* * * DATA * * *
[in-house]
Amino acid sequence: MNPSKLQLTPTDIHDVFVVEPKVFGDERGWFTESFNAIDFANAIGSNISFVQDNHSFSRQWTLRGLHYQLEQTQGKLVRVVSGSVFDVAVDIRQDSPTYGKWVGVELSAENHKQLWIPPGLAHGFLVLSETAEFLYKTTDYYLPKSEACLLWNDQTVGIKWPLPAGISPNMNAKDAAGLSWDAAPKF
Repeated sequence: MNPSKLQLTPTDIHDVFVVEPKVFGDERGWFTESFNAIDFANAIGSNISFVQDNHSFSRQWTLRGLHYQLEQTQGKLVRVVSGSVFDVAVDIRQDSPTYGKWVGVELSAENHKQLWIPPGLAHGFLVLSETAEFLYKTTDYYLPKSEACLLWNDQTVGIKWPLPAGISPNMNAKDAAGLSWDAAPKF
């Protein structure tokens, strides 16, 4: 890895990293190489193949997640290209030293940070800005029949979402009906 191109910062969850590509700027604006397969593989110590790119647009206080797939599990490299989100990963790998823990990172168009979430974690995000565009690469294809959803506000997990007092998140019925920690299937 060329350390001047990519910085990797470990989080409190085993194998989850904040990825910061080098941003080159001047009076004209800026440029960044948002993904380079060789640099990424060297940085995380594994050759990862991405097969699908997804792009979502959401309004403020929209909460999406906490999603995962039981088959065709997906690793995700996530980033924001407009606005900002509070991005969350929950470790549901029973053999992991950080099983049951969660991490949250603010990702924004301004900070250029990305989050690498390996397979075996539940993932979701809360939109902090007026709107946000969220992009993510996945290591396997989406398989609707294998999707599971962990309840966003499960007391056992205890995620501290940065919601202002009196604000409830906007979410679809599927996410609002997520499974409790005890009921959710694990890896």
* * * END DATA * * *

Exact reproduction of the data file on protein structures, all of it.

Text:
[in-house]
Amino acid sequence: MNPSKLQLTPTDIHDVFVVEPKVFGDERGWFTESFNAIDFANAIGSNISFVQDNHSFSRQWTLRGLHYQLEQTQGKLVRVVSGSVFDVAVDIRQDSPTYGKWVGVELSAENHKQLWIPPGLAHGFLVLSETAEFLYKTTDYYLPKSEACLLWNDQTVGIKWPLPAGISPNMNAKDAAGLSWDAAPKF
Repeated sequence: MNPSKLQLTPTDIHDVFVVEPKVFGDERGWFTESFNAIDFANAIGSNISFVQDNHSFSRQWTLRGLHYQLEQTQGKLVRVVSGSVFDVAVDIRQDSPTYGKWVGVELSAENHKQLWIPPGLAHGFLVLSETAEFLYKTTDYYLPKSEACLLWNDQTVGIKWPLPAGISPNMNAKDAAGLSWDAAPKF
């Protein structure tokens, strides 16, 4: 890895990293190489193949997640290209030293940070800005029949979402009906 191109910062969850590509700027604006397969593989110590790119647009206080797939599990490299989100990963790998823990990172168009979430974690995000565009690469294809959803506000997990007092998140019925920690299937 060329350390001047990519910085990797470990989080409190085993194998989850904040990825910061080098941003080159001047009076004209800026440029960044948002993904380079060789640099990424060297940085995380594994050759990862991405097969699908997804792009979502959401309004403020929209909460999406906490999603995962039981088959065709997906690793995700996530980033924001407009606005900002509070991005969350929950470790549901029973053999992991950080099983049951969660991490949250603010990702924004301004900070250029990305989050690498390996397979075996539940993932979701809360939109902090007026709107946000969220992009993510996945290591396997989406398989609707294998999707599971962990309840966003499960007391056992205890995620501290940065919601202002009196604000409830906007979410679809599927996410609002997520499974409790005890009921959710694990890896």